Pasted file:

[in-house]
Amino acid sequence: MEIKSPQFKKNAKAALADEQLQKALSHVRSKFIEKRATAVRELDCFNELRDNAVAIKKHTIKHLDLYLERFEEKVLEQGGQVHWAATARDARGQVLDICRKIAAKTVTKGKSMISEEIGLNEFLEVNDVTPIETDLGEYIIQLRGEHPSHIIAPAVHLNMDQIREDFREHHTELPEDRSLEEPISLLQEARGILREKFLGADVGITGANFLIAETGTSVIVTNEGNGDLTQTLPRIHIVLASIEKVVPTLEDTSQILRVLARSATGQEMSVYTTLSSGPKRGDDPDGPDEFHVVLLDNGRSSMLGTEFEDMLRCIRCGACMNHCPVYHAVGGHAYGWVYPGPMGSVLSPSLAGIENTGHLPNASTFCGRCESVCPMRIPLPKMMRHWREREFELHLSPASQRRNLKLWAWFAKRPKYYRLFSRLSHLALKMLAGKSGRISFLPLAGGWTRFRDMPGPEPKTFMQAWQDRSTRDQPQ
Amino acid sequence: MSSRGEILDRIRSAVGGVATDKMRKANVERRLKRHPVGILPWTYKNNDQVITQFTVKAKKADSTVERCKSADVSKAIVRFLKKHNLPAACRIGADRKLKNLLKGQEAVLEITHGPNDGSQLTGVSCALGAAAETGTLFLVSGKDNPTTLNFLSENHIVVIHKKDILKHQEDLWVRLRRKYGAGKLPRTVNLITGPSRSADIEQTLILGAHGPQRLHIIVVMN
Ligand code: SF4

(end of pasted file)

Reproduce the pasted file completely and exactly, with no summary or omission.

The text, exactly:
[in-house]
Amino acid sequence: MEIKSPQFKKNAKAALADEQLQKALSHVRSKFIEKRATAVRELDCFNELRDNAVAIKKHTIKHLDLYLERFEEKVLEQGGQVHWAATARDARGQVLDICRKIAAKTVTKGKSMISEEIGLNEFLEVNDVTPIETDLGEYIIQLRGEHPSHIIAPAVHLNMDQIREDFREHHTELPEDRSLEEPISLLQEARGILREKFLGADVGITGANFLIAETGTSVIVTNEGNGDLTQTLPRIHIVLASIEKVVPTLEDTSQILRVLARSATGQEMSVYTTLSSGPKRGDDPDGPDEFHVVLLDNGRSSMLGTEFEDMLRCIRCGACMNHCPVYHAVGGHAYGWVYPGPMGSVLSPSLAGIENTGHLPNASTFCGRCESVCPMRIPLPKMMRHWREREFELHLSPASQRRNLKLWAWFAKRPKYYRLFSRLSHLALKMLAGKSGRISFLPLAGGWTRFRDMPGPEPKTFMQAWQDRSTRDQPQ
Amino acid sequence: MSSRGEILDRIRSAVGGVATDKMRKANVERRLKRHPVGILPWTYKNNDQVITQFTVKAKKADSTVERCKSADVSKAIVRFLKKHNLPAACRIGADRKLKNLLKGQEAVLEITHGPNDGSQLTGVSCALGAAAETGTLFLVSGKDNPTTLNFLSENHIVVIHKKDILKHQEDLWVRLRRKYGAGKLPRTVNLITGPSRSADIEQTLILGAHGPQRLHIIVVMN
Ligand code: SF4